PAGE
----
So I put together a system that automatically photographs all of the airplanes that fly over my house. I tweeted about it and things exploded a little on Hacker News. So I thought it could be helpful for folks if I go through some of the details.
This story starts about 4 years ago, when I came across an old networked Pan-Tilt-Zoom (PTZ) camera from Axis. My office at In-Q-Tel overlooked the flight path for National Airport. I already had built a little display using my LED sign that showed the airplane that was currently landing. The sign got this information from the ADS-B information that airplanes broadcast these days. Each broadcast contains the airplanes location, heading and some identifying information. Using a cheap, $25 software defined radio you can receive these broadcasts and track which planes are nearby… or with a good antenna, within a couple hundred miles of you. Of course, the natural thing to do was to see if I could have the camera track the planes as they landed using the information from ADS-B. Since I knew the location of the camera, and was getting the location of the airplane, some geometry would tell me where to point the camera. The network security cameras from Axis are great and have a built-in web server and API. You can pass a bearing and angle to the API, and it will point the camera where ever you want. So I hooked this all together and to my surprise, it actually worked! Well, sort of worked. The camera was old, and the image quality was not that great, but it was taking pictures of the planes passing by. Of course, all good things do not last. The setup looked like a pile of junk. I had it setup in the corner by a window and one day it got cleaned and scrapped.
Fast forward a few years. I switched over to working in IQT Labs and we had a little down time between projects. I proposed the we pick up the project again and we got to tinkering. The resulting project, SkyScan, is a much more refined version of the original vision. It is nicely containerized and uses MQTT to pass messages between the components. We ended up working well enough that we bought a fancy Axis camera with a 30x zoom… which we nicknamed “MegaZoom”! We tested perfected it against aircraft at cruising altitude, as well as ones on approach… and we learned a lot about different ellipsoid projections!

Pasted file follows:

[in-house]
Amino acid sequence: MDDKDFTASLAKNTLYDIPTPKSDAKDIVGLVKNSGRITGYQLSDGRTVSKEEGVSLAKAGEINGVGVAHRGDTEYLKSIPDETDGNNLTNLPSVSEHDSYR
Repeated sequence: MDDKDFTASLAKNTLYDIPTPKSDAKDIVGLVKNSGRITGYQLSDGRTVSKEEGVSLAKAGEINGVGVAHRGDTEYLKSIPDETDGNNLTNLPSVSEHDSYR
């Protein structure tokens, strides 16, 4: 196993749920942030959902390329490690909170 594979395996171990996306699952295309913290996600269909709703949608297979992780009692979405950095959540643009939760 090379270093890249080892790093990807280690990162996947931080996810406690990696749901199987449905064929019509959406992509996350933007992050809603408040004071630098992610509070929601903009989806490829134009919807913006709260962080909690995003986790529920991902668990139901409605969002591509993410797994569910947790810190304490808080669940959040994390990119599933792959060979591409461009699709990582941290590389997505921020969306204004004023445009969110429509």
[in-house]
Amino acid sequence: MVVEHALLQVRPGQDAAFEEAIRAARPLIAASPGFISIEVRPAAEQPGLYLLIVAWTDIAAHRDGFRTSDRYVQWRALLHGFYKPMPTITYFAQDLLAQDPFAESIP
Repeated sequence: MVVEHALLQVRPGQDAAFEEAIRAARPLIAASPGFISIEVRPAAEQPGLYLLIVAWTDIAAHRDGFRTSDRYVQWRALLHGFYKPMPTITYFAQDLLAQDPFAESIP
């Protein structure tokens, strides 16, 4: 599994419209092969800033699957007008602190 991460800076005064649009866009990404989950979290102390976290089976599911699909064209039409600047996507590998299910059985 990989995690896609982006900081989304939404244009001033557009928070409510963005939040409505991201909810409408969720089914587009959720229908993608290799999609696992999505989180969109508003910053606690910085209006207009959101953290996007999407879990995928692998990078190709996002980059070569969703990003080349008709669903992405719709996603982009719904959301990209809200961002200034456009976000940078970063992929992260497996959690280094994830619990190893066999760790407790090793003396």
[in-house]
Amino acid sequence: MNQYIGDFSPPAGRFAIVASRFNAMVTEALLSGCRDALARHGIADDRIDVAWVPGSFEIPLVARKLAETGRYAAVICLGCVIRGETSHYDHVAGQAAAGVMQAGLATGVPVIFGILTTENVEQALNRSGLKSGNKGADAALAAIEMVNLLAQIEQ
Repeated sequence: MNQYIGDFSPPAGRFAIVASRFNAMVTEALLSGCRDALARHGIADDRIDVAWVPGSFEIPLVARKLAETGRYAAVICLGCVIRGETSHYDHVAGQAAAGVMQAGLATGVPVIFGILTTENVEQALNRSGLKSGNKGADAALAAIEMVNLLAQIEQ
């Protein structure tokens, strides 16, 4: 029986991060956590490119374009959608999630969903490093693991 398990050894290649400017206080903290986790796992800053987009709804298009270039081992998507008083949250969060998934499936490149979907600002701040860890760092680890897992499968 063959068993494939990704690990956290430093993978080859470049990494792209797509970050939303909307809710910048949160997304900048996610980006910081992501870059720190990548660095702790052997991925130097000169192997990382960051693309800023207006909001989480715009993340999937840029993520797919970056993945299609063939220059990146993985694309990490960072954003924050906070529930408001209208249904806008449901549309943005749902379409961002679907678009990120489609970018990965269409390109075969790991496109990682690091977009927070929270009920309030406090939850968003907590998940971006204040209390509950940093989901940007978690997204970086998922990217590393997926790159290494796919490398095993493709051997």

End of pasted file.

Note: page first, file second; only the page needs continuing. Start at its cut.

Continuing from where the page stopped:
However, I left IQT in the fall and went over to Microsoft. One of the awesome things about working at In-Q-Tel is that you get to Open Source a lot of your work. I recently left to work on Software Defined Radios at Microsoft, but wanted to keep working on this project. I missed getting to see all of the planes that were passing by at 40k feet. It was like having a super power.
So I fired up Ebay and got a used traffic camera off Ebay. It is super ruggedized and designed to live on the top of a pole. There is even heater you can turn on. SkyScan simples saves the photos it captures to disk and I wanted to share them. One of the perks of working at Microsoft, is that you get a $150 Azure credit. This seemed like the perfect excuse for me to up my Azure skills. To process the photos from SkyScan, I setup a series of serverless Azure Functions. One of them pulls in an ML model I built in Azure Custom Vision that spots airplanes and automatically builds thumbnails. Another pulls up information about the aircraft based on the identifier from the ADS-B broadcast. It does this by looking it up in a Cosmos DB I built with data I downloaded from the FAA.
All of this gets served up using Azure App Services and a simple React frontend. Going with App Services, instead of just a VM turned out to be a great choice. After the site hit the frontpage of HN, it fell over from the traffic. I was able to easily upgrade it from the free tier, to something much more substantial with a single click.
I am honest surprised the whole thing works at all. The camera I am using when fully zoomed in, has a horizontal field of view of around 2 degrees. So there is not much room for error or latency!